Women who enter pregnancy overweight or who gain too much weight during pregnancy place their unborn child at risk for obesity later in life, according to a study from Columbia University Medical Center in New York. Of the 727 Black mothers in this study, 45% were overweight or obese and 64% gained more than the recommended amount of weight during pregnancy. The study found that 22% of the children born to these overweight women were obese and 24% of their body mass was fat by the time they turned 7-years-old. Children born to women who were overweight or obese before pregnancy had a 300% increased risk of obesity. “Some weight gain during pregnancy is normal, but …gaining too much can put the child at risk for being obese…and…places them at higher risk for future chronic disease,” state the researchers.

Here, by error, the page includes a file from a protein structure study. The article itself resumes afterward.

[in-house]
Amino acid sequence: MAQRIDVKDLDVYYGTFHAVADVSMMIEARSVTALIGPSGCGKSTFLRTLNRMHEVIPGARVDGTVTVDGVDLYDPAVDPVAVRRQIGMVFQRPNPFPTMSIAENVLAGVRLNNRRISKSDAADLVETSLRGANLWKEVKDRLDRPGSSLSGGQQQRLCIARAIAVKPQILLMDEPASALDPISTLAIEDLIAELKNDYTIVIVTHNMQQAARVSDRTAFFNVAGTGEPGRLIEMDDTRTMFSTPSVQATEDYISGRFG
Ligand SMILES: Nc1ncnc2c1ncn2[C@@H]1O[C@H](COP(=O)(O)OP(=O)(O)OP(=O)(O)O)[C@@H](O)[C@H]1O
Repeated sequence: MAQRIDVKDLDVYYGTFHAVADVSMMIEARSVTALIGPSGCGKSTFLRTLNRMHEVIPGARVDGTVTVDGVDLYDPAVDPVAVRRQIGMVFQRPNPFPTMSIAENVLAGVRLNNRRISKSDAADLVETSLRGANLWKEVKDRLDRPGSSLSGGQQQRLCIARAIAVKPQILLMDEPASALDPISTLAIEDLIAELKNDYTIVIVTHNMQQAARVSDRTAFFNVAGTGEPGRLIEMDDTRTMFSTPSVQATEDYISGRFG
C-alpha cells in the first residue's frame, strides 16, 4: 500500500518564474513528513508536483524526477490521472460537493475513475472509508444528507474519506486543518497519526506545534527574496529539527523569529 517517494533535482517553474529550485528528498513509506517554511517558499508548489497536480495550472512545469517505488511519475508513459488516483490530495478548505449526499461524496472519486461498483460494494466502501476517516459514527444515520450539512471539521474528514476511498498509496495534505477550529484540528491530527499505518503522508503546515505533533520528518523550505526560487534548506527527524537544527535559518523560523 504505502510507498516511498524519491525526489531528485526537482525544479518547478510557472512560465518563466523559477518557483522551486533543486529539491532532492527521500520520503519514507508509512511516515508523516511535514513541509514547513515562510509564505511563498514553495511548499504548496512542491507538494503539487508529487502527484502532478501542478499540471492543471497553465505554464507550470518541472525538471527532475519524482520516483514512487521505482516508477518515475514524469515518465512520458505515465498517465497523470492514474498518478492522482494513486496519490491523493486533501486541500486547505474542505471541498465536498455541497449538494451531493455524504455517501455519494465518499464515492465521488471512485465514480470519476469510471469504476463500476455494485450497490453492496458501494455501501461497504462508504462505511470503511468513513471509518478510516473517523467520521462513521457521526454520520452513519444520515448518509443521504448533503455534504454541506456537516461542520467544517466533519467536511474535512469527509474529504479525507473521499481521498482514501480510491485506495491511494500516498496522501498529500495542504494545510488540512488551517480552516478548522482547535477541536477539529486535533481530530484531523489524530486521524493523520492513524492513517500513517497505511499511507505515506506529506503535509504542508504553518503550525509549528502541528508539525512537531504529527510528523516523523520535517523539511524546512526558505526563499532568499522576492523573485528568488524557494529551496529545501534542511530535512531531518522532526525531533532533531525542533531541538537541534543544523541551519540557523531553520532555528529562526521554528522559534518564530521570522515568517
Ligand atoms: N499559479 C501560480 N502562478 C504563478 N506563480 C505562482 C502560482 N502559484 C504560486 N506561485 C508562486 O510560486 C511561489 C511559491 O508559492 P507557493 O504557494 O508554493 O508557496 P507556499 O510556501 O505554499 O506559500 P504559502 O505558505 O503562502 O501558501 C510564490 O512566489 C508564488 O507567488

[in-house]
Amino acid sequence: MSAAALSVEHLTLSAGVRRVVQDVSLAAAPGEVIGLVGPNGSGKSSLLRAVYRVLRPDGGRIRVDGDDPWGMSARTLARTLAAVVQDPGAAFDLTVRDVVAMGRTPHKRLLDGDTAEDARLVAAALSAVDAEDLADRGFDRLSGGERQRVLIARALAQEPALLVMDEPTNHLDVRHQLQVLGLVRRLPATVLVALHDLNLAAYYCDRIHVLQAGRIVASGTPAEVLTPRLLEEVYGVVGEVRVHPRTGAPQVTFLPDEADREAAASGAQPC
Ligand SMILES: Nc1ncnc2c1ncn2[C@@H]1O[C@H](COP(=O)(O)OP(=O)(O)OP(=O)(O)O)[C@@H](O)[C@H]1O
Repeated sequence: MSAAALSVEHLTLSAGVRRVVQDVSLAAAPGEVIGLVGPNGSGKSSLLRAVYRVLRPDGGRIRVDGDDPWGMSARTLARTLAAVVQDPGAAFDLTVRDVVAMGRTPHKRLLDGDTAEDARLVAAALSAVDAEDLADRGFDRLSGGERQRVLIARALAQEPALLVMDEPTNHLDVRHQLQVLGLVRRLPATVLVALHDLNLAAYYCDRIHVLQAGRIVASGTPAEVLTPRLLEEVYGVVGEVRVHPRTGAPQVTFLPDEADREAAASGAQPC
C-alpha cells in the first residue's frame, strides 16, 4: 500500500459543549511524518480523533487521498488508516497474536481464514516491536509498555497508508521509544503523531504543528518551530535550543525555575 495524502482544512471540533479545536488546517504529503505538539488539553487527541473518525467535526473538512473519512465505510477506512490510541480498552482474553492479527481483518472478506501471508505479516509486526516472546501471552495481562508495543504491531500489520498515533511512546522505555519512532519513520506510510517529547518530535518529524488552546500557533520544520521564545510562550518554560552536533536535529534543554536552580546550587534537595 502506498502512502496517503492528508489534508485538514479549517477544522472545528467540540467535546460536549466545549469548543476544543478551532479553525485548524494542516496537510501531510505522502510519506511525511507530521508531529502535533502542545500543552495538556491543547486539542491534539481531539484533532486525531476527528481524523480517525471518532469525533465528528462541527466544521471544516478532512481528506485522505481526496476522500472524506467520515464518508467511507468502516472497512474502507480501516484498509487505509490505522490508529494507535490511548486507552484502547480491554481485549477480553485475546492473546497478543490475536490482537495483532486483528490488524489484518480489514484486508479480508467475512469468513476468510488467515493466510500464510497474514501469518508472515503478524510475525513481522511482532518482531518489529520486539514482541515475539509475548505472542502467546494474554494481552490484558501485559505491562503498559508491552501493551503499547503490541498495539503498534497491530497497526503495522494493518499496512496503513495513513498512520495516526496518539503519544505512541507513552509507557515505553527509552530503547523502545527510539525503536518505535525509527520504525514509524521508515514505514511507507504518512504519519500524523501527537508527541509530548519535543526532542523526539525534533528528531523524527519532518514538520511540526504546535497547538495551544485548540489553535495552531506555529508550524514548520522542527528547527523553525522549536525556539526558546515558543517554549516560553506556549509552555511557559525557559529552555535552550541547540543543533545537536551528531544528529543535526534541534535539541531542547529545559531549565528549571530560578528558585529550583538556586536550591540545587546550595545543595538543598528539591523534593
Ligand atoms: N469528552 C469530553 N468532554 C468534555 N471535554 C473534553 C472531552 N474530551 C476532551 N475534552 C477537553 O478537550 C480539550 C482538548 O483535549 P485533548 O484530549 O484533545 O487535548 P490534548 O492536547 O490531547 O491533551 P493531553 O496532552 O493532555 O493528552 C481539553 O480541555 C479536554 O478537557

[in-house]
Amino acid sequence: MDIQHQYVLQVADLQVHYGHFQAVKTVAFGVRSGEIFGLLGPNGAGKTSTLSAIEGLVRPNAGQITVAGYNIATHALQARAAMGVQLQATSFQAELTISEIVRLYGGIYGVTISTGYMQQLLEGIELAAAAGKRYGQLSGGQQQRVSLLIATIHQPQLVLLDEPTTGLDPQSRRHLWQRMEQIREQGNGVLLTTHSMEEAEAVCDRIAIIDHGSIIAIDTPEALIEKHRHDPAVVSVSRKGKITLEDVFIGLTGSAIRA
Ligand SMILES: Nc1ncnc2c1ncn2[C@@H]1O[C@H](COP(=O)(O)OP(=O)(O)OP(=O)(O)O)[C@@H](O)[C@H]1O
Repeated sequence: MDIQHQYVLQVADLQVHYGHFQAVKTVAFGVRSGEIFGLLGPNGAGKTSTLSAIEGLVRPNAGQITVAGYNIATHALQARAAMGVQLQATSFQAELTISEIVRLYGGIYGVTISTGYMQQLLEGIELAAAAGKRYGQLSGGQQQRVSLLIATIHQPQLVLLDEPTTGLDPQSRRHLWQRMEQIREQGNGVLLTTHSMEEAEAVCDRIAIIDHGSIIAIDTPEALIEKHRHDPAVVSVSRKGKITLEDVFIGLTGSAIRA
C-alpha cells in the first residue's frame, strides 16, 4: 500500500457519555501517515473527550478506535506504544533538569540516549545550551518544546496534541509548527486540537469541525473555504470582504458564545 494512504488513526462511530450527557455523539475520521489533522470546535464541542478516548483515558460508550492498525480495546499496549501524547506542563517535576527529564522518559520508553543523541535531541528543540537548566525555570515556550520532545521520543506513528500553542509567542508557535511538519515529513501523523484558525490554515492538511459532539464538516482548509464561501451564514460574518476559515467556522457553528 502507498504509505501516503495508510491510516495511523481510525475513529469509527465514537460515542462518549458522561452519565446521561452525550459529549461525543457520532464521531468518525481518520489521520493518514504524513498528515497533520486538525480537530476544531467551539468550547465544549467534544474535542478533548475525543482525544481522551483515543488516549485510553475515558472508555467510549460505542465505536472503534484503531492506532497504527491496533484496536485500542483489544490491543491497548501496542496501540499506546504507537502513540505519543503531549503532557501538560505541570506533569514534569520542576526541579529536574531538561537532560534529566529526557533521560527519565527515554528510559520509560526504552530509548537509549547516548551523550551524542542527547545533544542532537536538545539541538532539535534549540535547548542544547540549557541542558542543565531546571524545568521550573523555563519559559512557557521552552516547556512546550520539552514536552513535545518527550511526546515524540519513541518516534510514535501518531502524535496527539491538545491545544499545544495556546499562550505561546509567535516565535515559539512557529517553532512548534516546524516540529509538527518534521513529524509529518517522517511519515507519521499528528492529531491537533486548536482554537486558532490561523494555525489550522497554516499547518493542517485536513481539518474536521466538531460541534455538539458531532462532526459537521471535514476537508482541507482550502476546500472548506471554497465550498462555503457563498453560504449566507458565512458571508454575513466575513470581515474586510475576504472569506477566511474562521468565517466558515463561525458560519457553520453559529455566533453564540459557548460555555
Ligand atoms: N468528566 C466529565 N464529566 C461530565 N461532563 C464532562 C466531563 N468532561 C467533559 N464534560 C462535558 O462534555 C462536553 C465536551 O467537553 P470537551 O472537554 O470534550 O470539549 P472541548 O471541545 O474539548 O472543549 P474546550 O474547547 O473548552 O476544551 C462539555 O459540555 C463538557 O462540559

Widen E, Whyatt R, Hoepner L, et al: Gestational weight gain and obesity, adiposity, and body size in African-American and Dominican children in the Bronx and Northern Manhattan. Maternal & Child Nutrition 2015;March 5th.
A woman who was average weight before getting pregnant should gain 25 to 35 pounds during pregnancy. Underweight women should gain 28 to 40 pounds. Overweight women need to gain only 15 to 25 pounds during pregnancy.
Where Does the Extra Weight Go During Pregnancy?
Baby: 8 lbs
Placenta: 2-3 lbs
Amniotic fluid: 2-3 lbs
Breast tissue: 2-3 lbs
Blood supply: 4 lbs
Stored fat for delivery and breastfeeding: 5-9 lbs
Larger uterus: 2-5 lbs
Total: 25-35 lbs